Concept model: SAX-40

©2006 Cambridge-MIT Institute

Back in 2002 and 2003, when air travel predicted to double in the coming decades, the government of the United Kingdom decided to initiate a study that would make life a lot less noisy for those living close to Heathrow Airport. Within that context, the Cambridge-MIT Institute began a research project designed to reduce aircraft noise for those on the ground. For the Silent Aircraft Initiative, an international team of graduate students, professors and commercial-airline engineers set out to design a plane that even people living under the departure and approach routes to major airports would hardly notice.

In November 2006, armed with a sleek proof-of-concept model called SAX-40 and all of the computer-generated statistics to prove the viability of near-silence to a room full of scientists, industry representatives and generally important people, the Silent Aircraft Initiative finds itself in a world with a slightly shifted perspective. Under stiff political pressure to curb climate change and fluctuating fuel prices, noise pollution has fallen a few spots on the priority list for aircraft research. Luckily, many of the design innovations that make the SAX-40 quieter than conventional aircraft also make it more fuel efficient, meaning fewer "greenhouse gas" emissions.

The SAX-40 is a major departure from the fairly uniform design of current commercial aircraft. In terms of size and capacity, the SAX-40 has been compared to the Boeing 757/767 class of aircraft.

SAX-40 design

©2006 Cambridge-MIT Institute

Some of the major design innovations implemented in the SAX-40 include:

  • Blended-wing design: The SAX-40 is an "all lift" aircraft. The entire body of plane, including the wing and fuselage, generates lift. In conventional commercial aircraft, only the wings generate lift. The all-lift design allows for quieter operation because the shape of the plane can provide lift at lower speeds than usual. This means the plane can land using slower engine speeds -- the higher the engine speed, the greater the noise. This body design also means there are no wing flaps -- which make lots of noise upon landing -- because the wing can generate lift without them. Overall, the blended-wing design is more fuel efficient because the plane generates lift at a wider range of speeds.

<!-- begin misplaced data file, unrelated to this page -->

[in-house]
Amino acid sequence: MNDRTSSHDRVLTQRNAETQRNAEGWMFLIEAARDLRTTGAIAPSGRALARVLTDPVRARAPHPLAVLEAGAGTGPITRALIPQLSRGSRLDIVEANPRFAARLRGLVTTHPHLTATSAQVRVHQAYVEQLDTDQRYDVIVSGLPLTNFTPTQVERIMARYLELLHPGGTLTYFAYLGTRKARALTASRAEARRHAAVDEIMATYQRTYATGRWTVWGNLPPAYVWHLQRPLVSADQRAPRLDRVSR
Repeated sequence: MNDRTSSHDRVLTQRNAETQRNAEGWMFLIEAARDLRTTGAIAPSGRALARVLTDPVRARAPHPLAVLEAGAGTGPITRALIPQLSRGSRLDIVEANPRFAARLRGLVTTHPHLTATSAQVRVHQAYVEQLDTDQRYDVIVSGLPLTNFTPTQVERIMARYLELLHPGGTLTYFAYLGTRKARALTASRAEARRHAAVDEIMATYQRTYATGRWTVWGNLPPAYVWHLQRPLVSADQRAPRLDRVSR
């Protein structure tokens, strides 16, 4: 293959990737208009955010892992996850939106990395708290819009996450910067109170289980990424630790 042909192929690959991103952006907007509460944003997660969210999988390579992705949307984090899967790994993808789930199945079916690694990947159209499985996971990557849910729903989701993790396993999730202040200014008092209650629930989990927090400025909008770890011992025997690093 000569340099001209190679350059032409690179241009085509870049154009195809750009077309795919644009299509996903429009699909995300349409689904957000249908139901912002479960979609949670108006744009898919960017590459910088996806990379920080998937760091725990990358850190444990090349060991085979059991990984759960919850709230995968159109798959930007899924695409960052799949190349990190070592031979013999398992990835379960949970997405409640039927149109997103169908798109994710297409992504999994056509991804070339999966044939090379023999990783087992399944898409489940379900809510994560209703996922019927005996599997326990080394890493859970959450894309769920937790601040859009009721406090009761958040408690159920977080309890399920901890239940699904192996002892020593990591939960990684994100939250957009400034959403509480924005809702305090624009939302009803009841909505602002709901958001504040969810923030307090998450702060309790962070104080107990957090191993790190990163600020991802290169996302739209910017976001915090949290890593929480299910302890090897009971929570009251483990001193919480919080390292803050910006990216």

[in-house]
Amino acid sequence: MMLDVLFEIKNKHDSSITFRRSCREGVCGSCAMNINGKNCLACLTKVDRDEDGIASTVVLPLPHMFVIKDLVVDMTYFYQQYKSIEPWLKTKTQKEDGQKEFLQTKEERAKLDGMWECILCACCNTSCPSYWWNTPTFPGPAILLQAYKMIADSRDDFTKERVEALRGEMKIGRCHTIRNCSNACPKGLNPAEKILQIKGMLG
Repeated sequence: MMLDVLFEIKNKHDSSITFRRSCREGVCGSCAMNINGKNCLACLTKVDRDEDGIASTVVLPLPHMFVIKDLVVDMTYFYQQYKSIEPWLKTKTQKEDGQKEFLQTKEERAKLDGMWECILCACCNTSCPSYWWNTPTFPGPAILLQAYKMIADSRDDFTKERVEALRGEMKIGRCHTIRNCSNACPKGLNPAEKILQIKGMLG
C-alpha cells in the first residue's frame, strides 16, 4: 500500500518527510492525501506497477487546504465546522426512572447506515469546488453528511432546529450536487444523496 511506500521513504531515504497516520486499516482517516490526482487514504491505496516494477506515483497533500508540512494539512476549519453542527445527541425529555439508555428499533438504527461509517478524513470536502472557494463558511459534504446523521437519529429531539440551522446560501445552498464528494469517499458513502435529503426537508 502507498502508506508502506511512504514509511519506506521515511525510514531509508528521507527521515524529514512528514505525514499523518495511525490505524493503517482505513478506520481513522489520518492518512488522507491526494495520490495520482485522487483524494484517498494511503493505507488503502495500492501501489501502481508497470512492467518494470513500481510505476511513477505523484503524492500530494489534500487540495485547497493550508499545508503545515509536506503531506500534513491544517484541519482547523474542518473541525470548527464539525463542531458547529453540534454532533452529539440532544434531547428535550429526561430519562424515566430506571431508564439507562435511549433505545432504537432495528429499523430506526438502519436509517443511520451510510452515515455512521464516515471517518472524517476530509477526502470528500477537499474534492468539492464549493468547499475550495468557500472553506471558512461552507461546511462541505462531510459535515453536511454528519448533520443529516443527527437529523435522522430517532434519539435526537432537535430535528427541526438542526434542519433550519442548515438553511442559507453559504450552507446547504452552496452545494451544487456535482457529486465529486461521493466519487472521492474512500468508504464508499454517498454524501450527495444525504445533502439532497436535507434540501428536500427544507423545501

• Engine placement - The SAX-40's three smaller engines, of the GRANTA 3401 class, are mounted in the back of the plane and on top of the wing. In this position, the fuselage shields a lot of the engine noise from the ground, deflecting it upward. In the standard aircraft design, the position of the engines -- mounted underneath the wings -- means engine noise gets reflected downward.
  • Engine integration - In the SAX-40, the engines are integrated into fuselage, situated in long ducts made possible by the shape of the fuselage. The engines are placed well inside the ducts, which are equipped with extensive noise dampening layers. By the time the engine noise escapes the ducts, it has already been significantly absorbed.
  • Redesigned undercarriage - The undercarriage of the SAX-40 is far more aerodynamic than that of a traditional commercial jet (which has to carry luggage and other cargo), meaning a quieter take-off and landing and greater overall efficiency in flight.

These are only a handful of the noise-reduction and fuel-efficiency changes that make the SAX-40 a very interesting proof of concept. The body has lift-to-drag ratio of 25:1 compared to about 18 for a Boeing 767 , and it's up to 35 percent more fuel-efficient than a current commercial aircraft [Source: NASA]. Researchers predict that no one beyond the boundaries of a given airport would be able to hear the SAX-40 taking off or landing.

Even with all of these positives, the SAX-40 will probably never see the manufacturing line. The body design makes mass manufacturing difficult and expensive. In today's planes, the fuselage is practically cylindrical and changes very little from front to back. This makes it easy to produce multiple, identical pieces and then just pop them together. It also makes it easy to adjust the simple cylinder size to other aircraft models. With the SAX-40, the body shape changes over the entire length of the fuselage, and is not designed in segments. Aircraft companies are unlikely to take on the mass production and scaling of such a unique body shape. Still, while the SAX-40 may never see production, Professor Ann Dowling of Cambridge University predicts a 2030 date for SAX-40 design concepts to be integrated into more traditional commercial-aircraft designs.

For more information on the Silent Aircraft Initiative and related topics, check out the following links:

Sources

  • Bowler, Tim. "The birth of a quieter, greener plane." BBC News. Nov. 6, 2006. http://news.bbc.co.uk/2/hi/business/6113418.stm
  • Mulligan, Chip. "Boffins shows off 'silent' aircraft." The Inquirer. Nov. 6, 2006. http://www.theinquirer.net/default.aspx?article=35552
  • The Silent Aircraft Initiative http://silentaircraft.org/
  • "The Silent Aircraft Initiative." The Cambridge-MIT Institute. http://www.cambridge-mit.org/cgi-bin/ default.pl?SID=4&SSID=234&SSSID=514